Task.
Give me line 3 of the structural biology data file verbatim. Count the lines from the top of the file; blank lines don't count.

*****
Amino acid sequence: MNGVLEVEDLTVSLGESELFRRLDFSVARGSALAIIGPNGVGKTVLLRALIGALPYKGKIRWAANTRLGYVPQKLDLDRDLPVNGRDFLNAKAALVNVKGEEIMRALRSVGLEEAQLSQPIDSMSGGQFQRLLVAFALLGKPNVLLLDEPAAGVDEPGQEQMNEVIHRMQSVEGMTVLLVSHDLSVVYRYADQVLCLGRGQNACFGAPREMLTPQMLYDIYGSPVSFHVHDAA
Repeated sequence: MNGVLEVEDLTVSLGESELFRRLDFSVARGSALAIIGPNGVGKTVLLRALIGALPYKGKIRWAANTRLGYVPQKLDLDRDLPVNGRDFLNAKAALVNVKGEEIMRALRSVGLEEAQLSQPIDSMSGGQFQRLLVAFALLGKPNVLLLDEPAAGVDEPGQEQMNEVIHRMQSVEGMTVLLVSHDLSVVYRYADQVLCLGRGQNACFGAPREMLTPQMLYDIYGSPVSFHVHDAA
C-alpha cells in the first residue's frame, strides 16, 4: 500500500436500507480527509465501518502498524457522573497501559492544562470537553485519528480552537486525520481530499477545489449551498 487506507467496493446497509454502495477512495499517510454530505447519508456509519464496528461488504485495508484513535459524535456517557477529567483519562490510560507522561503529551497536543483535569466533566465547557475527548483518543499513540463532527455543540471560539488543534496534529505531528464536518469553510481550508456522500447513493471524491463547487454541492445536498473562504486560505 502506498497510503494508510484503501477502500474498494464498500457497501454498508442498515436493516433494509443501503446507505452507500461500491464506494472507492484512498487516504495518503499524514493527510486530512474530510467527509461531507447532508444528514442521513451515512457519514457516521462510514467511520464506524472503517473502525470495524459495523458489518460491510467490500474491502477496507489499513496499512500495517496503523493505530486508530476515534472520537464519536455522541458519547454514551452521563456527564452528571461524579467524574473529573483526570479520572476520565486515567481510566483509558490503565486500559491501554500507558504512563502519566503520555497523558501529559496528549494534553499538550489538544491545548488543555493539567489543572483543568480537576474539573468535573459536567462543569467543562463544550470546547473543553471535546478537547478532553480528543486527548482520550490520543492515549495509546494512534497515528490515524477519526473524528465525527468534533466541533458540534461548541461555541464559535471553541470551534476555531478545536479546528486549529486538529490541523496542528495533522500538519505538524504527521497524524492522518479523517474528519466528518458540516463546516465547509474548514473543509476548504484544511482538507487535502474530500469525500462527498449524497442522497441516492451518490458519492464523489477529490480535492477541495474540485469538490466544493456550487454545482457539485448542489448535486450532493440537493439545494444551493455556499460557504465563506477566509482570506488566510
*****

C-alpha cells in the first residue's frame, strides 16, 4: 500500500436500507480527509465501518502498524457522573497501559492544562470537553485519528480552537486525520481530499477545489449551498 487506507467496493446497509454502495477512495499517510454530505447519508456509519464496528461488504485495508484513535459524535456517557477529567483519562490510560507522561503529551497536543483535569466533566465547557475527548483518543499513540463532527455543540471560539488543534496534529505531528464536518469553510481550508456522500447513493471524491463547487454541492445536498473562504486560505 502506498497510503494508510484503501477502500474498494464498500457497501454498508442498515436493516433494509443501503446507505452507500461500491464506494472507492484512498487516504495518503499524514493527510486530512474530510467527509461531507447532508444528514442521513451515512457519514457516521462510514467511520464506524472503517473502525470495524459495523458489518460491510467490500474491502477496507489499513496499512500495517496503523493505530486508530476515534472520537464519536455522541458519547454514551452521563456527564452528571461524579467524574473529573483526570479520572476520565486515567481510566483509558490503565486500559491501554500507558504512563502519566503520555497523558501529559496528549494534553499538550489538544491545548488543555493539567489543572483543568480537576474539573468535573459536567462543569467543562463544550470546547473543553471535546478537547478532553480528543486527548482520550490520543492515549495509546494512534497515528490515524477519526473524528465525527468534533466541533458540534461548541461555541464559535471553541470551534476555531478545536479546528486549529486538529490541523496542528495533522500538519505538524504527521497524524492522518479523517474528519466528518458540516463546516465547509474548514473543509476548504484544511482538507487535502474530500469525500462527498449524497442522497441516492451518490458519492464523489477529490480535492477541495474540485469538490466544493456550487454545482457539485448542489448535486450532493440537493439545494444551493455556499460557504465563506477566509482570506488566510